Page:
Body, Memory and Irrelevancies in Hiroshima mon amour

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The aim of this paper is to reflect on the way human beings tell the story of their lives by looking at a specific case of such, Alain Resnais' film Hiroshima mon amour. Partly by employing some fragments of the work of Simone Weil and Spinoza, and offering a new interpretation of the film, it is argued that the film draws attention to the way in which a human being is nothing more than his or her body. We can view ourselves this way in a certain mood but, generally speaking, we flee this knowledge of ourselves because it reveals our deepest vulnerability, knowledge of which we cannot bear. Hence, in fleeing it, we necessarily get things (partly) wrong in any autobiographical telling of our life, even as we seek to relate the truth.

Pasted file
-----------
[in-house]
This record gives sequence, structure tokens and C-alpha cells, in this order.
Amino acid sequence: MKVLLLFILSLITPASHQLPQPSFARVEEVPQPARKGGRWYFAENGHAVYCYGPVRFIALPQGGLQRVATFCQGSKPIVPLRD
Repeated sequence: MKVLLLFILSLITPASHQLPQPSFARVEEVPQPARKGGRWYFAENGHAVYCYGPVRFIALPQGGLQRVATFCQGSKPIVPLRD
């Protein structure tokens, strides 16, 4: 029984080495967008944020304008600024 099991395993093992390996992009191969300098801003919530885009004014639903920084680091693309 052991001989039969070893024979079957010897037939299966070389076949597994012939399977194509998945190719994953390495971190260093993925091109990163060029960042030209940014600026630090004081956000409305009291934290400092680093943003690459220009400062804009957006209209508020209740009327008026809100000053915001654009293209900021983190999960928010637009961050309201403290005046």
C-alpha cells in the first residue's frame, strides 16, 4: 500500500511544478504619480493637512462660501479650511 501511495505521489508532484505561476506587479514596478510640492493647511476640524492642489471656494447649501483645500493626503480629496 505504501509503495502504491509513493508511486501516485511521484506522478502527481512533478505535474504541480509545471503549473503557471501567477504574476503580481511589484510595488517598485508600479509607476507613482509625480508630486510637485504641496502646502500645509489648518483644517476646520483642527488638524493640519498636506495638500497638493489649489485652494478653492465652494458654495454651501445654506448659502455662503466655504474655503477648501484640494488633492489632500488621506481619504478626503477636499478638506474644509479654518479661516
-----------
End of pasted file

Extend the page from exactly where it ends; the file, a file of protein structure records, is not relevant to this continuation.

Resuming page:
Original languageEnglish
Title of host publicationThe Philosophy of Autobiography
EditorsChristopher Cowley
PublisherUniversity of Chicago Press
Number of pages23
ISBN (Print)9780226267890
Publication statusPublished - Oct 2015


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